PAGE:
Brazil, 1985, directed by Terry Gilliam, written by Terry
Gilliam, Charles McKeown, and Tom Stoppard. In Brazil, Terry
Gilliam asks the audience to imagine a world where the government
wages a never-ending war with shadowy terrorists, a world where
civil liberties are being destroyed in the name of security, a world
where torture becomes official state policy in order to conduct more
efficient interrogations of suspected terrorists. What's more, in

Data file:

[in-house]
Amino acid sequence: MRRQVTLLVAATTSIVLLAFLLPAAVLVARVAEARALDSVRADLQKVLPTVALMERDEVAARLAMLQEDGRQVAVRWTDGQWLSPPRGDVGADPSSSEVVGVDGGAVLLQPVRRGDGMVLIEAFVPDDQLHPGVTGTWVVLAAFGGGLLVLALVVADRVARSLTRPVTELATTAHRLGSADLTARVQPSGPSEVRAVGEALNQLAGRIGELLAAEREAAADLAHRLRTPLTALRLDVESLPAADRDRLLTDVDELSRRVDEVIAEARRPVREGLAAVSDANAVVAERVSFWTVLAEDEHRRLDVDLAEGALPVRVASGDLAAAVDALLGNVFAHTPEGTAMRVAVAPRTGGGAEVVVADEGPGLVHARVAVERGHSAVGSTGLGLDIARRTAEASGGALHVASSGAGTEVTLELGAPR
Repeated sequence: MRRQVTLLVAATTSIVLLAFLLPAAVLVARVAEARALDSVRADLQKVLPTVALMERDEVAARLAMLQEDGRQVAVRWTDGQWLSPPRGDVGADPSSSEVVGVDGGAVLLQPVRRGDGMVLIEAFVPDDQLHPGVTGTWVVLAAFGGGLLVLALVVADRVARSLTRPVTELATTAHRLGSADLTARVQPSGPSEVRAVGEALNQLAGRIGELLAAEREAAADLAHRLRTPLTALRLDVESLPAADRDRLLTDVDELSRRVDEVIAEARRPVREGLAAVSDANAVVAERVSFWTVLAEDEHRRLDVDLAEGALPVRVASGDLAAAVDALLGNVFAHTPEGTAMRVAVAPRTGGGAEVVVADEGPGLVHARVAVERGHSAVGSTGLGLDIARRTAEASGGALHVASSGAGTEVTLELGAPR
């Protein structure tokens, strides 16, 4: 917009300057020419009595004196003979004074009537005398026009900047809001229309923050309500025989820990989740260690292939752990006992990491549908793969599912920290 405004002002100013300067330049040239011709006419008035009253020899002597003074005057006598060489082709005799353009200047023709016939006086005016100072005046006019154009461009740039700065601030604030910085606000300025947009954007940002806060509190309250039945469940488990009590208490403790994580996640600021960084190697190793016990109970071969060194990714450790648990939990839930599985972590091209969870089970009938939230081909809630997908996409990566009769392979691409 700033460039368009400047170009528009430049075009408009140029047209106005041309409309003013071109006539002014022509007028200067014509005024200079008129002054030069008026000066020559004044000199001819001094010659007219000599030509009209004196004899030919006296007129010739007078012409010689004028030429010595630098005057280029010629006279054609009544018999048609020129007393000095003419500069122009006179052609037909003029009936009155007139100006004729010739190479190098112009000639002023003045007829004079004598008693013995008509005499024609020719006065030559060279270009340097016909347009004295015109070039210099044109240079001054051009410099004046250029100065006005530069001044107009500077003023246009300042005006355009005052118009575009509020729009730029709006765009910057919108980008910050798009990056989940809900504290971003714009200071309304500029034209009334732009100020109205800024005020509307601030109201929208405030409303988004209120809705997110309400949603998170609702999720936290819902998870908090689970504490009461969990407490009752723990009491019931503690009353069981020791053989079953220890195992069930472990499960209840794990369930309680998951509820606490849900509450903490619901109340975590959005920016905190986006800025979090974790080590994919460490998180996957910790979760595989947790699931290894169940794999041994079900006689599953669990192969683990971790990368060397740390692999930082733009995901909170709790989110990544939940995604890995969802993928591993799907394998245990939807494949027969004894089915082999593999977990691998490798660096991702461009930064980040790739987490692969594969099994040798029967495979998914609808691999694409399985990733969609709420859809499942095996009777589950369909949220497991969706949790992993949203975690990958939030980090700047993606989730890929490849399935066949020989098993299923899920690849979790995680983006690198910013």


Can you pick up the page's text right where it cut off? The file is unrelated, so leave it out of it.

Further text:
Gilliam's fictional world, the central government is not just
secretive but incompetent. Mistakes are made, leading to the
imprisonment and torture of innocents. Most offensive of all,
Gilliam implies that such a government could exist without its
citizens staging an armed revolt. I'm usually willing to suspend
disbelief, but this goes too entirely too far.
Yeah, he's right—a government like that could never happen.
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